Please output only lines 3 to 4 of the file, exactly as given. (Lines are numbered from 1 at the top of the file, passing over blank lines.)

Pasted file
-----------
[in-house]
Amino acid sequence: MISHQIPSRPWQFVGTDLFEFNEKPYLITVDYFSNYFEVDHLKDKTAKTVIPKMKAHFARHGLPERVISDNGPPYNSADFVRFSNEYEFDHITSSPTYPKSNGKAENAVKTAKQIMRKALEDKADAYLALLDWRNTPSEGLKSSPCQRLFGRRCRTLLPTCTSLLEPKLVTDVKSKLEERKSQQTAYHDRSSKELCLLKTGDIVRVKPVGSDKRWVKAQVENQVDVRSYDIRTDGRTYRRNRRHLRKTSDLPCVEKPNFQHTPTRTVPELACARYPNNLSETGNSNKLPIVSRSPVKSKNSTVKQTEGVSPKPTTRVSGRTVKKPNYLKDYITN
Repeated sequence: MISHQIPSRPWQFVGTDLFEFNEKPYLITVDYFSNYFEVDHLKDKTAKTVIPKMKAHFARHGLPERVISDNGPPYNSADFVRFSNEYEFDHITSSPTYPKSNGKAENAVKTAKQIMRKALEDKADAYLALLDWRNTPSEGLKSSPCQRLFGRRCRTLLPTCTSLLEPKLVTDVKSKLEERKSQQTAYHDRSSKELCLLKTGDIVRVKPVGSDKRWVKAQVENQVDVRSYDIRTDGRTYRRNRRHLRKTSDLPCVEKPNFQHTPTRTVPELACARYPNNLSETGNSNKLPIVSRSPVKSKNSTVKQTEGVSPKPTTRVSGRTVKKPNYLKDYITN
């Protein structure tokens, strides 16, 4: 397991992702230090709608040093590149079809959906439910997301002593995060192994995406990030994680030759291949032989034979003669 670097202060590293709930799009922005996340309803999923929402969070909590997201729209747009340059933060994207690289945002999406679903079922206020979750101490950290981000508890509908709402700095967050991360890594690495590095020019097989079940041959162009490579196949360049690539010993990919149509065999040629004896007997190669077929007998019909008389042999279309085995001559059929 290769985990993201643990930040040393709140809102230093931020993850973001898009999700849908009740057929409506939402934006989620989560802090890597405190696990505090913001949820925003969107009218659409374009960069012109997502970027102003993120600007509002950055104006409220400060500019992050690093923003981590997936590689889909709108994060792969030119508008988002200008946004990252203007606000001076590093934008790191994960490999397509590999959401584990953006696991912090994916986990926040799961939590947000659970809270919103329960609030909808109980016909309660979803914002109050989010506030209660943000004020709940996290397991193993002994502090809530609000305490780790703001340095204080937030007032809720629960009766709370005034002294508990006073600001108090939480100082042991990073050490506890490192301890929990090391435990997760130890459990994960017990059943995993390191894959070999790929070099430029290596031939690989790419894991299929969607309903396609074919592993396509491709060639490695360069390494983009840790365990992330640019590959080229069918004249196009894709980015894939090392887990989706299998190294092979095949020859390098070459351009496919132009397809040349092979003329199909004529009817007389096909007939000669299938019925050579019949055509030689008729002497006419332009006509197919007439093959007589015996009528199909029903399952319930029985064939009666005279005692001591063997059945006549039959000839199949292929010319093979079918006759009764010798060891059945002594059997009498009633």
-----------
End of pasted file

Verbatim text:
Repeated sequence: MISHQIPSRPWQFVGTDLFEFNEKPYLITVDYFSNYFEVDHLKDKTAKTVIPKMKAHFARHGLPERVISDNGPPYNSADFVRFSNEYEFDHITSSPTYPKSNGKAENAVKTAKQIMRKALEDKADAYLALLDWRNTPSEGLKSSPCQRLFGRRCRTLLPTCTSLLEPKLVTDVKSKLEERKSQQTAYHDRSSKELCLLKTGDIVRVKPVGSDKRWVKAQVENQVDVRSYDIRTDGRTYRRNRRHLRKTSDLPCVEKPNFQHTPTRTVPELACARYPNNLSETGNSNKLPIVSRSPVKSKNSTVKQTEGVSPKPTTRVSGRTVKKPNYLKDYITN
């Protein structure tokens, strides 16, 4: 397991992702230090709608040093590149079809959906439910997301002593995060192994995406990030994680030759291949032989034979003669 670097202060590293709930799009922005996340309803999923929402969070909590997201729209747009340059933060994207690289945002999406679903079922206020979750101490950290981000508890509908709402700095967050991360890594690495590095020019097989079940041959162009490579196949360049690539010993990919149509065999040629004896007997190669077929007998019909008389042999279309085995001559059929 290769985990993201643990930040040393709140809102230093931020993850973001898009999700849908009740057929409506939402934006989620989560802090890597405190696990505090913001949820925003969107009218659409374009960069012109997502970027102003993120600007509002950055104006409220400060500019992050690093923003981590997936590689889909709108994060792969030119508008988002200008946004990252203007606000001076590093934008790191994960490999397509590999959401584990953006696991912090994916986990926040799961939590947000659970809270919103329960609030909808109980016909309660979803914002109050989010506030209660943000004020709940996290397991193993002994502090809530609000305490780790703001340095204080937030007032809720629960009766709370005034002294508990006073600001108090939480100082042991990073050490506890490192301890929990090391435990997760130890459990994960017990059943995993390191894959070999790929070099430029290596031939690989790419894991299929969607309903396609074919592993396509491709060639490695360069390494983009840790365990992330640019590959080229069918004249196009894709980015894939090392887990989706299998190294092979095949020859390098070459351009496919132009397809040349092979003329199909004529009817007389096909007939000669299938019925050579019949055509030689008729002497006419332009006509197919007439093959007589015996009528199909029903399952319930029985064939009666005279005692001591063997059945006549039959000839199949292929010319093979079918006759009764010798060891059945002594059997009498009633």